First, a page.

5 Favorite Ways to Get Robbed

5. Pull out your iphone on the subway and start speaking English.

Even if no one suspected it before, when you start speaking English…they know.  They know you are a foreigner, and people inclined to rob will feel less guilty about robbing a tourist.  If you pull out a fancy phone, well that just seals your fate.

4. Walk around with a camera around your neck.

One piece of advice to take seriously if you’re concerned about safety in Buenos Aires is to avoid looking like a tourist.  Try to blend in by wearing appropriate street clothes, not tourist gear.  If you choose to carry a camera, keep it zipped securely inside the largest pocket of your backpack until you want to use it.  Carry your backpack on your front.

3. Get caught in the wrong barrio after dark.

It wouldn’t be a real city with out ‘the wrong side of the tracks’.  There are many parts of Buenos Aires that are unsuitable for after dark wandering.  Stay in well lit, populated areas.  Avoid wandering alone though unfamiliar areas.  When going far distances, it is always a good idea to take a taxi.  When hailing a taxi in the street, your best bet is a marked taxi labeled ‘Radio Taxi’.  Cab rides are inexpensive.  If you are dining in a restaurant, feel free to ask the waiter to call a cab for you when you leave.

2. Stumble around drunk in any barrio after dark.

Although nightclubs stay open until 7 in the morning, it is not socially acceptable to stumble around in a belligerent oblivion.  Acting in a way to draw attention will put one at risk for being robbed.

1. Flash your bling.

Buenos Aires is a fashionable city, where people dress up and you are sure to see some jewelry and expensive accessories.  To protect yourself from thieves, opting for more modest or understated accessories is a safe bet.  Leave your diamond rolex and oversized designer bag at home.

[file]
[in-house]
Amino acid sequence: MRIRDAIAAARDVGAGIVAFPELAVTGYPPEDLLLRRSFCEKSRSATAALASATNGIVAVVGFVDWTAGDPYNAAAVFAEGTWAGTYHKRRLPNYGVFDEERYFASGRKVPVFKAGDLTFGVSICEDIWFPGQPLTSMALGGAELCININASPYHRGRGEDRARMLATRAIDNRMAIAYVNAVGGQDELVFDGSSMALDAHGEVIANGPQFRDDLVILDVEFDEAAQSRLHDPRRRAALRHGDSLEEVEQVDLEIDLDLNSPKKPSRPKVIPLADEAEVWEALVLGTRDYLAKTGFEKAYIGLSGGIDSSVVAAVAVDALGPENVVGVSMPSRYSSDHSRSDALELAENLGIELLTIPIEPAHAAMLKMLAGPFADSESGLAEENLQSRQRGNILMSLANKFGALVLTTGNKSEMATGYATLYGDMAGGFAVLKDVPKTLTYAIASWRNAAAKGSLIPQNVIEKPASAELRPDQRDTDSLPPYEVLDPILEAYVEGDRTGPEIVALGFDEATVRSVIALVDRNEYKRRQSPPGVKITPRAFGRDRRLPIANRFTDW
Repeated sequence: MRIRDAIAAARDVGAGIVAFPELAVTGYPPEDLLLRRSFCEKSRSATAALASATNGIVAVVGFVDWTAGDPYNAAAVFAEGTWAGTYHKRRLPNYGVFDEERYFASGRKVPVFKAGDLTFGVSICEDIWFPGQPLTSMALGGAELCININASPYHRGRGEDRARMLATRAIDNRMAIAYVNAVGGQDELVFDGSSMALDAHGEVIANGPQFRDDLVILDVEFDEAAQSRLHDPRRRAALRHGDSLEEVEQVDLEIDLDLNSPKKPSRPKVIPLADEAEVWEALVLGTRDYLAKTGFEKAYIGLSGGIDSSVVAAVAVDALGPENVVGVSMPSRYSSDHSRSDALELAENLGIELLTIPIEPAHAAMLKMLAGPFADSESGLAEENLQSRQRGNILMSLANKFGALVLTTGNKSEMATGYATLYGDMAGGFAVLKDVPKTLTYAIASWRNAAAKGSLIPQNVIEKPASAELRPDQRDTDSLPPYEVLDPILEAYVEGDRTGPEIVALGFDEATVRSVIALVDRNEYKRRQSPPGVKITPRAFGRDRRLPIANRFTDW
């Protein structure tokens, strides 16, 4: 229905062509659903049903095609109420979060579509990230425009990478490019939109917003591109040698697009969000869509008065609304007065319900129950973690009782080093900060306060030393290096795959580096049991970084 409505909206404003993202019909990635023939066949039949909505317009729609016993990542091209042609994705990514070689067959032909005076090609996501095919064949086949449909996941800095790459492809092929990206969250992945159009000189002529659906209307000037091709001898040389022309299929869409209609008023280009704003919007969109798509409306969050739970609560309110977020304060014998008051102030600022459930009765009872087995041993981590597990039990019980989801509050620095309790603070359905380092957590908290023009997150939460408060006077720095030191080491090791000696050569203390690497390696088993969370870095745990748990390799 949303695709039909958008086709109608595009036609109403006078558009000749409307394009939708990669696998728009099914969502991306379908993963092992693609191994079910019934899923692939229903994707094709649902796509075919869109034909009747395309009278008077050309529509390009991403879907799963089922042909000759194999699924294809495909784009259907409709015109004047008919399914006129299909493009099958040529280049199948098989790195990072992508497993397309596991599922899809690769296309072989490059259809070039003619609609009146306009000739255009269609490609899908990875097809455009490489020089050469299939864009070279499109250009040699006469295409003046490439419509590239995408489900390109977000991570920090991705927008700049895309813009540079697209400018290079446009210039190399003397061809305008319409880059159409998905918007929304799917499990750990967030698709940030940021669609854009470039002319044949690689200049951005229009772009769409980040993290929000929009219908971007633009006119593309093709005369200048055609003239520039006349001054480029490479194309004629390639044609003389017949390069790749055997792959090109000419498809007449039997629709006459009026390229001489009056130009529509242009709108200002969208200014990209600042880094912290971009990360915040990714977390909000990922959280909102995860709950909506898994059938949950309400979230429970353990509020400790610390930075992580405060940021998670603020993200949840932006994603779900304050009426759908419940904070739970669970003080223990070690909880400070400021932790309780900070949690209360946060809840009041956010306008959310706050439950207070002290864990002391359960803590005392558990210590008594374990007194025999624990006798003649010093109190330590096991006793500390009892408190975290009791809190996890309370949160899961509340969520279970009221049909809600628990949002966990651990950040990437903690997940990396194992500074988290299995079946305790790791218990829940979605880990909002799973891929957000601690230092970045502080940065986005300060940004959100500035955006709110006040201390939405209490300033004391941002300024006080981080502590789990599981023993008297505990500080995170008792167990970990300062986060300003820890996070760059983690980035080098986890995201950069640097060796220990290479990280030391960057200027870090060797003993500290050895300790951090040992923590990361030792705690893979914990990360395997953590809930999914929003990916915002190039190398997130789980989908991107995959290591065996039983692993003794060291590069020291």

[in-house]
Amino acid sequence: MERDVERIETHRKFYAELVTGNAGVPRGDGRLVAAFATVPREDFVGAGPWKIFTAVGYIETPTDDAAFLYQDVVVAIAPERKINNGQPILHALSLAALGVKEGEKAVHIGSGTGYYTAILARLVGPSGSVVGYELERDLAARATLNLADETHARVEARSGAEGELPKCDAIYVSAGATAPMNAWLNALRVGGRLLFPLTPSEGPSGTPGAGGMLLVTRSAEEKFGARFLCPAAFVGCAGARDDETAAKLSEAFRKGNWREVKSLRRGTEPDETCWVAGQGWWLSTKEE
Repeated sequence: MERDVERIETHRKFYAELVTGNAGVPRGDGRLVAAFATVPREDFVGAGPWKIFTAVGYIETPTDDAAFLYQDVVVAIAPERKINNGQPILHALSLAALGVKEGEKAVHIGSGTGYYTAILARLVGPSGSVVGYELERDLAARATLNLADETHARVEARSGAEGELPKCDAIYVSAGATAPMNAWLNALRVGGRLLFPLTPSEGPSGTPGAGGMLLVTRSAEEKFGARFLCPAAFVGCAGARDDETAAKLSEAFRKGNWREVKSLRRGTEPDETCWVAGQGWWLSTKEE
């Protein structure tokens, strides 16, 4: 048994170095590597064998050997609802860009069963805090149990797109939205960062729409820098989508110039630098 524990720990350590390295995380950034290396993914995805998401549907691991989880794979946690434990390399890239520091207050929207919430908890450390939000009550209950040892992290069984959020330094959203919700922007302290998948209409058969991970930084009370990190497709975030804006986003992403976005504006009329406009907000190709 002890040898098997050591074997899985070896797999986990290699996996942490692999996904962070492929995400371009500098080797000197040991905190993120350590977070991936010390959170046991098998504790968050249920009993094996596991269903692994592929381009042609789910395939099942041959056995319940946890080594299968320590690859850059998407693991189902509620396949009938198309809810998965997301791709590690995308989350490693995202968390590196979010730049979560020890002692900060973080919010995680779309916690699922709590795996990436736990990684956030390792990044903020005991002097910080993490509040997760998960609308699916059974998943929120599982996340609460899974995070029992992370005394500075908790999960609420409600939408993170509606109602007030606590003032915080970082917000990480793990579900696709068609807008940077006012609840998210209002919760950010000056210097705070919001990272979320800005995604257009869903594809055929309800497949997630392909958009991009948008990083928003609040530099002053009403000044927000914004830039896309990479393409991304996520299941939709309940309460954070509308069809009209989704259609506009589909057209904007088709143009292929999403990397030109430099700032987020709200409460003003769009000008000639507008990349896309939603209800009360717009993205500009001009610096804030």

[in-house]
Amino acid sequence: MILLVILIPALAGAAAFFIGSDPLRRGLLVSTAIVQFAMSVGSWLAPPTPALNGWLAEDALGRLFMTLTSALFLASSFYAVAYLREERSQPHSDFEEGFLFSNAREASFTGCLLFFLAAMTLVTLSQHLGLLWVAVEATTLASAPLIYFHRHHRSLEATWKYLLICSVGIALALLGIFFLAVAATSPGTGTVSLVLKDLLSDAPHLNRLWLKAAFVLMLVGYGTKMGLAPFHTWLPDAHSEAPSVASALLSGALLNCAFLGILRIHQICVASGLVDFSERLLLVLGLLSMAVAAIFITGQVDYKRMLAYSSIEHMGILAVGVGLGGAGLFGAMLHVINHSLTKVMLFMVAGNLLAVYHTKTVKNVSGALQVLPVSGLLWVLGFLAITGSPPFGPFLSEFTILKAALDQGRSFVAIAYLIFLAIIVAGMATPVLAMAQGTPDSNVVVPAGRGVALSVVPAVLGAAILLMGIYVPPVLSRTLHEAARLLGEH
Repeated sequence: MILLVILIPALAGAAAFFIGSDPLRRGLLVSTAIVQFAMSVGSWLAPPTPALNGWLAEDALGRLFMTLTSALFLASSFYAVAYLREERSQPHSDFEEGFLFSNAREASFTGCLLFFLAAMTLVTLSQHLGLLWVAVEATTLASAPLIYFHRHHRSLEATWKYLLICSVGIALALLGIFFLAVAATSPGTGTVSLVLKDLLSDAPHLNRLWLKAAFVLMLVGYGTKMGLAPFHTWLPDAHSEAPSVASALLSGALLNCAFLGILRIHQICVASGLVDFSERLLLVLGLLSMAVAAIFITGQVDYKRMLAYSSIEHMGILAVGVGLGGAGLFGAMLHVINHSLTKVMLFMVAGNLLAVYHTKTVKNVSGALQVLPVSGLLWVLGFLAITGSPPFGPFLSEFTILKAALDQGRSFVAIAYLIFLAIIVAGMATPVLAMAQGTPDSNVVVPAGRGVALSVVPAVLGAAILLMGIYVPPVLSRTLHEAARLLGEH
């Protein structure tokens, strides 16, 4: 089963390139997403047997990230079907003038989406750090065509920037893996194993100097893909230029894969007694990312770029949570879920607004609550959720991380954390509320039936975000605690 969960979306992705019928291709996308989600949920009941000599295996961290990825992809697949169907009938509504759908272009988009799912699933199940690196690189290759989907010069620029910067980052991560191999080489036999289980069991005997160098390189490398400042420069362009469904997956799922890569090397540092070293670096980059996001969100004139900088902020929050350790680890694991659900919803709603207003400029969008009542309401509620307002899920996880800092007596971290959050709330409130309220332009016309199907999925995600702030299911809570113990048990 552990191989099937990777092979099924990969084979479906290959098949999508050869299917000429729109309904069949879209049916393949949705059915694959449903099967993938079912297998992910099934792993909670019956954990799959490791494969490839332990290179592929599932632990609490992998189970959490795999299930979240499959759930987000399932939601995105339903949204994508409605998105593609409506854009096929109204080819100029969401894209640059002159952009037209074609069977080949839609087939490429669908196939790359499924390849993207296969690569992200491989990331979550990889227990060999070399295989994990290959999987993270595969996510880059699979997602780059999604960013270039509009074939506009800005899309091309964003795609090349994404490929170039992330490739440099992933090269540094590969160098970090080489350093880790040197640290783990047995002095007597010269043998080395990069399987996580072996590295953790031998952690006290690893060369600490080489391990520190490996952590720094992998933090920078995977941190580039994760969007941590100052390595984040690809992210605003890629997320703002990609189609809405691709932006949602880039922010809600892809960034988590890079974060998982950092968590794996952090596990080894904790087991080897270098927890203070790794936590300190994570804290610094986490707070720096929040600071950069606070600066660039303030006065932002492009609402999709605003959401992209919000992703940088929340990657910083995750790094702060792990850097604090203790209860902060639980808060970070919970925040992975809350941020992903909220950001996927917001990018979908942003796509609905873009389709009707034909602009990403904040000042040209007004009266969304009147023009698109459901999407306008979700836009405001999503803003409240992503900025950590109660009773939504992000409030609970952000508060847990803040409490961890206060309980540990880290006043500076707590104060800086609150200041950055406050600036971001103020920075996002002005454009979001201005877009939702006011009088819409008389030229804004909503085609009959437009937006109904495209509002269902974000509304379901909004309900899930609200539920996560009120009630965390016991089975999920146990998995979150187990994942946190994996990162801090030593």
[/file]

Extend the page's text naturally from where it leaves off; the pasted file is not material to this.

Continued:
In the past six months in Buenos Aires I have been unharmed, and felt safe most of the time.  I was confronted once, and had I been in an empty street, I surely would have been robbed.  I take many more precautions to protect myself than ever before.  Buenos Aires is an amazing city, but be extra careful.

About MyBeautifulAir

Wherever I go, there I am.
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5 Responses to 5 Favorite Ways to Get Robbed

  1. Mom says:

    Is that #1 rule directed towards anybody we know???!

  2. Elizabeth says:

    I will agree with all the above as they apply to big city living anywhere. I having lived here for 7 years, knock wood, we have never had any problems. I would argue there is not a direct correlation between real crime and all the bemoaning locals do relating to the “security issues”. Its like people in the US bitching about their taxes, when in reality, compared to other places, their taxes are not that high. Here “security issues” (like taxes in the US) are used to manipulate conventional wisdom in politics. You will hear more and more about “security” as we ramp up to the elections in 2011. As to why they are fixated on crime an Argentine told me it has something to do with the fact that during all the various military regimes from 25 years and before..there was NO crime. So relatively speaking, crime has increased (since the early 90’s) in a big way. But is it more dangerous that any other big city with 10 million living in the metro area? I don’t think so.

    With all that being said (sorry so much was being said!) the one element of crime here that does skive me out is the lack of dependency and trust of the police, especially in BA. Rife with political allegiances, patronage and other forms of corruption, it is hard to know whose side the police are on in a crime. Supposedly, under Macri there was a cleaning of house of sorts…but who knows who the new guys are working for, the criminal or the victim?

  3. Tpaul says:

    Hello MybeautifulAir & Elizabeth,

    I just spent a great month in BA. We are from the US, but my wife was born in SouthAmerica. She is of course fluent & I am pretty strong with my Spanish.
    We have two children and my work permits me to work from anywhere… I worked two of my weeks from there and it was just like here in the States. I had two internet connections… 1 for internet & 1 for Vonage U.S. phone line.

    So my questions are:

    1) What do you love & hate most about your decision to live in BA?
    2) What area north of the city is closest & safest to the city life?
    3) What is your opinion about living there?
    4) Are there schools there that will impress us for our kids (private I am sure, but that is fine)?
    5) Do you know if Argentine College Degrees transfer if someone moves to the US after their degree?

    Thanks for any time.. answer as little or as much as you can. Thanks so much.

  4. Pingback: Five Favorite Customs of Patriarchy | .My.Beautiful.Air.

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